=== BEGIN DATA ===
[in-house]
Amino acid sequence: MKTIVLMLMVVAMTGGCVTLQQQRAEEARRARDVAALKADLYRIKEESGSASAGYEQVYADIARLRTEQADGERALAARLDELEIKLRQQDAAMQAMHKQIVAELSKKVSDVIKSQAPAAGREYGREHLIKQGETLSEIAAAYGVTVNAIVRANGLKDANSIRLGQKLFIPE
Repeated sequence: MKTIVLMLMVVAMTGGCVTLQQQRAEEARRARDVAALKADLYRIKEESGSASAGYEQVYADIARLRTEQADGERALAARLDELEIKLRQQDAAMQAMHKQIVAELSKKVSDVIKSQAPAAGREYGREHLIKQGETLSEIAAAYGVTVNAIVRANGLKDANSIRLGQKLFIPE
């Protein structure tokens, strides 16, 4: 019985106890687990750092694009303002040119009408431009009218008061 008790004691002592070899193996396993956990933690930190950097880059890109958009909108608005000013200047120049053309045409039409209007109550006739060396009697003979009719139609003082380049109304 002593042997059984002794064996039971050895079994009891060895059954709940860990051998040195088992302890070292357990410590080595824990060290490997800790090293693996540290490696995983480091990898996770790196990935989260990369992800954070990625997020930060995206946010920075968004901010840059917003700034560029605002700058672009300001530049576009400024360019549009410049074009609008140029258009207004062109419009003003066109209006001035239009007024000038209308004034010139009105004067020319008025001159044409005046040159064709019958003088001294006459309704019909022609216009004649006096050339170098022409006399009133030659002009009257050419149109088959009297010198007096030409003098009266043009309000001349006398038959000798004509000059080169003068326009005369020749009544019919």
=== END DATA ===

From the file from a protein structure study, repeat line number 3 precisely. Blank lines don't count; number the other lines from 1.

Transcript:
Repeated sequence: MKTIVLMLMVVAMTGGCVTLQQQRAEEARRARDVAALKADLYRIKEESGSASAGYEQVYADIARLRTEQADGERALAARLDELEIKLRQQDAAMQAMHKQIVAELSKKVSDVIKSQAPAAGREYGREHLIKQGETLSEIAAAYGVTVNAIVRANGLKDANSIRLGQKLFIPE